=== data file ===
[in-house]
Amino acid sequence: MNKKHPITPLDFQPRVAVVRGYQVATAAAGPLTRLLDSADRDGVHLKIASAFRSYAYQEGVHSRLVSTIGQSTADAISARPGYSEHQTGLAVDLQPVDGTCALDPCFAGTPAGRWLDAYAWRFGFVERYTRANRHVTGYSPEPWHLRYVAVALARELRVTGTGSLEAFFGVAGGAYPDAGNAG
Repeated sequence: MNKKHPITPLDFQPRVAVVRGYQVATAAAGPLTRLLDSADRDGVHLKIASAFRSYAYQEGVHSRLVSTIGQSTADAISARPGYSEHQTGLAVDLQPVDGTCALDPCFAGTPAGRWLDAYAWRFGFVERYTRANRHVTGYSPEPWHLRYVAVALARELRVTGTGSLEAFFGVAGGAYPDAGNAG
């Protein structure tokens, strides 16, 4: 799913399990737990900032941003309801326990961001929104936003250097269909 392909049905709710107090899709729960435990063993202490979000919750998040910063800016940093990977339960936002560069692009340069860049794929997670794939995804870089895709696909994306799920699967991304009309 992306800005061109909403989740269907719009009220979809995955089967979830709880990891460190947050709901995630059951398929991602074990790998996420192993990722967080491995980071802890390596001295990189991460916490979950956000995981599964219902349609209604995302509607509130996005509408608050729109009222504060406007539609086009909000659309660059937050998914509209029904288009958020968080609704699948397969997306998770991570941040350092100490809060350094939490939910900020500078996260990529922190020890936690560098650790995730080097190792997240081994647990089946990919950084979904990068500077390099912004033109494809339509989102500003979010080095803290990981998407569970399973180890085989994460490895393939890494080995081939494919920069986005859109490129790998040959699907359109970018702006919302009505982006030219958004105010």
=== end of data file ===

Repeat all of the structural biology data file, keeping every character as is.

[in-house]
Amino acid sequence: MNKKHPITPLDFQPRVAVVRGYQVATAAAGPLTRLLDSADRDGVHLKIASAFRSYAYQEGVHSRLVSTIGQSTADAISARPGYSEHQTGLAVDLQPVDGTCALDPCFAGTPAGRWLDAYAWRFGFVERYTRANRHVTGYSPEPWHLRYVAVALARELRVTGTGSLEAFFGVAGGAYPDAGNAG
Repeated sequence: MNKKHPITPLDFQPRVAVVRGYQVATAAAGPLTRLLDSADRDGVHLKIASAFRSYAYQEGVHSRLVSTIGQSTADAISARPGYSEHQTGLAVDLQPVDGTCALDPCFAGTPAGRWLDAYAWRFGFVERYTRANRHVTGYSPEPWHLRYVAVALARELRVTGTGSLEAFFGVAGGAYPDAGNAG
């Protein structure tokens, strides 16, 4: 799913399990737990900032941003309801326990961001929104936003250097269909 392909049905709710107090899709729960435990063993202490979000919750998040910063800016940093990977339960936002560069692009340069860049794929997670794939995804870089895709696909994306799920699967991304009309 992306800005061109909403989740269907719009009220979809995955089967979830709880990891460190947050709901995630059951398929991602074990790998996420192993990722967080491995980071802890390596001295990189991460916490979950956000995981599964219902349609209604995302509607509130996005509408608050729109009222504060406007539609086009909000659309660059937050998914509209029904288009958020968080609704699948397969997306998770991570941040350092100490809060350094939490939910900020500078996260990529922190020890936690560098650790995730080097190792997240081994647990089946990919950084979904990068500077390099912004033109494809339509989102500003979010080095803290990981998407569970399973180890085989994460490895393939890494080995081939494919920069986005859109490129790998040959699907359109970018702006919302009505982006030219958004105010």